Peptide digests not unambiguously identified were further analysed performing peptide sequencing by tandem mass spectrometry. MS/MS analysis was performed on the Ultraflex III MALDI-TOF/TOF instrument and on a nanoscale LC-ESI-MS/MS system using a Micro-HPLC Pump Phoenix 40 (Thermo Finnigan, San Jose, CA) and a LCQ DECA IT mass spectrometer (Thermo) (Bianchi et al., 2013). By the on-line-available MASCOT MS/MS ion search software, MS/MS database searching was carried out in Swiss-Prot/TrEMBL database applying the following parameters: trypsin specificity, one missed cleavage allowed, peptide precursor mass tolerance: 100 ppm, fragment mass tolerance: 1.2 Da, peptide precursor charge state: +2, carbamidomethylation of cysteine as fixed modification, oxidation of methionine as possible modification, and taxonomy: Viridiplantae (Green Plants).
For LC-ESI-MS/MS analysis, peptides were extracted in 50% (v/v) acetonitrile and 0.1% (v/v) TFA and concentrated by Speed-Vac (SC110A Savant Speed-Vac, Thermo), then MS/MS peptide sequencing was performed as previously described (Meiring et al., 2002; Bianchi et al., 2013). MS/MS database searching was carried out in Swiss-Prot/TrEMBL database using Mascot MS/MS ion search software. The taxonomy was limited to Viridiplantae (Green Plants), peptide precursor charge was set to +2 or +3, and precursor and fragment peptides' mass tolerances were ±1.2 Da and ±0.6 Da, respectively. Trypsin was selected as the digestion enzyme with one allowed missed cleavage. Carbamidomethylation of cysteine was assumed as fixed modification, while oxidation of methionine as possible one. Only peptides with individual ion scores p< 0.05 were significant.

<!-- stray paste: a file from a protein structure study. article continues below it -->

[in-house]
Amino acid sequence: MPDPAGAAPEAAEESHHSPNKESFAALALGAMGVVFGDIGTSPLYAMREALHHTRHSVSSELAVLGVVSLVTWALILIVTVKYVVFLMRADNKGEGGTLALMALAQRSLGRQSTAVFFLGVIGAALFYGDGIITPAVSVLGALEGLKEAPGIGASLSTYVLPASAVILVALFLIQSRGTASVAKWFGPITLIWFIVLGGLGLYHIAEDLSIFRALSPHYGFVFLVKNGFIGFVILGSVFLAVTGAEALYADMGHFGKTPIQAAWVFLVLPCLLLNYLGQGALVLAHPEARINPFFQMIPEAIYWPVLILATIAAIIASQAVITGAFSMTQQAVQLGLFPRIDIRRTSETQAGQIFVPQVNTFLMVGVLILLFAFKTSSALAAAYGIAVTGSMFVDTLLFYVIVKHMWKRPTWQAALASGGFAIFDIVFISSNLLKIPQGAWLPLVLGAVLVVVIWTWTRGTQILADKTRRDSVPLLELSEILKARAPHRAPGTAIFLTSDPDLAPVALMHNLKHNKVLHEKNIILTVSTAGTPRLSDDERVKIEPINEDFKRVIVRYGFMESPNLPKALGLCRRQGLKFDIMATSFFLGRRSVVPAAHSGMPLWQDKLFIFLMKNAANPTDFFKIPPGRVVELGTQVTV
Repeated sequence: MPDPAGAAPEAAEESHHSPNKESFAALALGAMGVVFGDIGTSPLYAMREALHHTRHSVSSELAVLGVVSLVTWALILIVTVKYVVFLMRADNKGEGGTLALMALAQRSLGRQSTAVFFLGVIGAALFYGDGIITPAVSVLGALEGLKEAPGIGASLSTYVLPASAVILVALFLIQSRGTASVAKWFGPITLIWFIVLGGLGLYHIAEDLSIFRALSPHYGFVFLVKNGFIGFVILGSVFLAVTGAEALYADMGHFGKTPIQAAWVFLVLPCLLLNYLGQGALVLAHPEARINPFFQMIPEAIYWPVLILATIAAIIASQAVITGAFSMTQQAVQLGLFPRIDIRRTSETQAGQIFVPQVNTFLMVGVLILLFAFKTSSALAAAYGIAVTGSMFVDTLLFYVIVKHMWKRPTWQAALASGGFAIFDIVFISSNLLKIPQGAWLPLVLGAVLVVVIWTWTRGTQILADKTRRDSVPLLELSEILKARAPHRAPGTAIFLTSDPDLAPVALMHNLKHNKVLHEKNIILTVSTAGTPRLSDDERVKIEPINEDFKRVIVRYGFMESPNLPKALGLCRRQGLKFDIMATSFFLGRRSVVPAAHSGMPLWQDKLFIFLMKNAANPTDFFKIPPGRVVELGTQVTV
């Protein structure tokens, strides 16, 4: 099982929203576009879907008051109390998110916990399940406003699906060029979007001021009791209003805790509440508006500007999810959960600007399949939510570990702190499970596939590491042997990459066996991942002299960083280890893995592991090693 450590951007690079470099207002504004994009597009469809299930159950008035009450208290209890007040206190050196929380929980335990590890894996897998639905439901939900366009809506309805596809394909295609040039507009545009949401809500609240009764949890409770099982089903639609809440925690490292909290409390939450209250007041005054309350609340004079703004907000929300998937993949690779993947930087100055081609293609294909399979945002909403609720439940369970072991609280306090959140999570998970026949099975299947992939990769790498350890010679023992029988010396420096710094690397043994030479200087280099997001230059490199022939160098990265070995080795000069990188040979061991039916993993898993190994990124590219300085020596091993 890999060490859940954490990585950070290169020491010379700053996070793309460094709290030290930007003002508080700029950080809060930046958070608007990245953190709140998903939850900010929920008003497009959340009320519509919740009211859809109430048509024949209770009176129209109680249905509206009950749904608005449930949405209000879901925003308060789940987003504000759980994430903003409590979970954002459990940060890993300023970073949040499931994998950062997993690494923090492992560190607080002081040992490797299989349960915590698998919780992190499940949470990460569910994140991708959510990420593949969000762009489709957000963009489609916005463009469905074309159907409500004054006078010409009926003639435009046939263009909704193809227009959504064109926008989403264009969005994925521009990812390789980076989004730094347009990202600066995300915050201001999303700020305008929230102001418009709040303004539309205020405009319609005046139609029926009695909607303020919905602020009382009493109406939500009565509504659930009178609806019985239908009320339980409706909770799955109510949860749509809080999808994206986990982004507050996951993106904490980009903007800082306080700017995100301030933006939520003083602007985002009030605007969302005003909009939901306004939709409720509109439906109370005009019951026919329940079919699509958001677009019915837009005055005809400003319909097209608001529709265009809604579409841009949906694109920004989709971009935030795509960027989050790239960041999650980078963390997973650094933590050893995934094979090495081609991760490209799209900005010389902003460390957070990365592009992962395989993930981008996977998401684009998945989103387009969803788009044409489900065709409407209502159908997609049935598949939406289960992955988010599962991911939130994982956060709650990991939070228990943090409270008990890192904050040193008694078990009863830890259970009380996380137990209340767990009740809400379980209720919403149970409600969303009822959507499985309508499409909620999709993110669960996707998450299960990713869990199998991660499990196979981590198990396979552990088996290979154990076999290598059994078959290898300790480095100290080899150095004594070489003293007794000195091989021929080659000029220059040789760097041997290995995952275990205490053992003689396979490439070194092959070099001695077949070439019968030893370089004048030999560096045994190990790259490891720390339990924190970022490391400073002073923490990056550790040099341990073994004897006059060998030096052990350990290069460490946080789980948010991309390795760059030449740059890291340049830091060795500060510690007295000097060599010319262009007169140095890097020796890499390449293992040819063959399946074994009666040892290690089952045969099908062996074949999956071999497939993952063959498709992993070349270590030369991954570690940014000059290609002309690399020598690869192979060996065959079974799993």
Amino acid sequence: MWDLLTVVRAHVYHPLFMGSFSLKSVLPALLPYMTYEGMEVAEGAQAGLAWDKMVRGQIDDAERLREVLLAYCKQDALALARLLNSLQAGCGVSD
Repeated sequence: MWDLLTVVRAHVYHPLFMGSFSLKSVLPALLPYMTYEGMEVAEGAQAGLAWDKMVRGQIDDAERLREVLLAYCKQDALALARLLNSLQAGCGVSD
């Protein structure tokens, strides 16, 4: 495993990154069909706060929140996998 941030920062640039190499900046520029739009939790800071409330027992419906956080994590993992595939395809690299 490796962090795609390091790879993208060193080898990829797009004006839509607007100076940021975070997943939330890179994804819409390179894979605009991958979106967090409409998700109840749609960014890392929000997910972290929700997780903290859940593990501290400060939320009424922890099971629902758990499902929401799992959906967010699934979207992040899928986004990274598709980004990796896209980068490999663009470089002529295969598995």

Transmission electron microscopy
Freshly prepared microsomes and DIMs were laid on copper grids for 30 min and then rinsed twice in 5 mM EGTA for 2 min. Samples were stained in 1% uranyl acetate for 10 sec and air dried before observation. Samples of microsomes and DIMs floating on the Optiprep density gradient were fixed overnight at 4°C, as described previously (Moscatelli et al., 2007). Fixed membranes were resuspended in an equal volume of 5% sodium alginate in 50 mM Hepes pH 7.4 and small drops of suspension were solidified in 0.2 M CaCl2 in 50 mM Hepes. Drops were rinsed in Hepes buffer at 4°C for 1 h and post-fixed with 1% osmium tetroxide for 1 h. Samples were dehydrated with increasing concentrations of methanol and embedded in LR GOLD resin according to the manufacturer's protocols (London Resin, London England). Infiltration and polymerisation were done at −20°C with a CS-Auto (Reichert Jung, London England) cryo-substitution apparatus. 80 nm ultra-thin sections were obtained by Ultracut E microtome (Reichert Jung) and collected on nickel grids. Sections were then stained with 3% uranyl acetate for 20 min. Grids were observed with an EFTEM LEO 912AB transmission electron microscope (Zeiss, Jena, Germany) operating at 80 kV.
For BCD experiments pollen was hydrated overnight and then allowed to germinate for about 90 min (2.5 mg/ml) in BK medium before adding 8 mM and 16 mM of BCD for 2 h and 30 min (Sigma Aldrich, Italy). In control assays pollen tubes were cultured in BK medium. For immune-electron microscopy, treated and control cells were collected and processed for EM observation as described previously (Moscatelli et al., 2007). In order to analyse pollen tube ultrastructure in greater detail, control and treated pollen tubes were post-fixed with 1% OsO4 in Hepes buffer for 1 h, before dehydration and embedding procedures. Pollen tube sectioning was performed as reported above.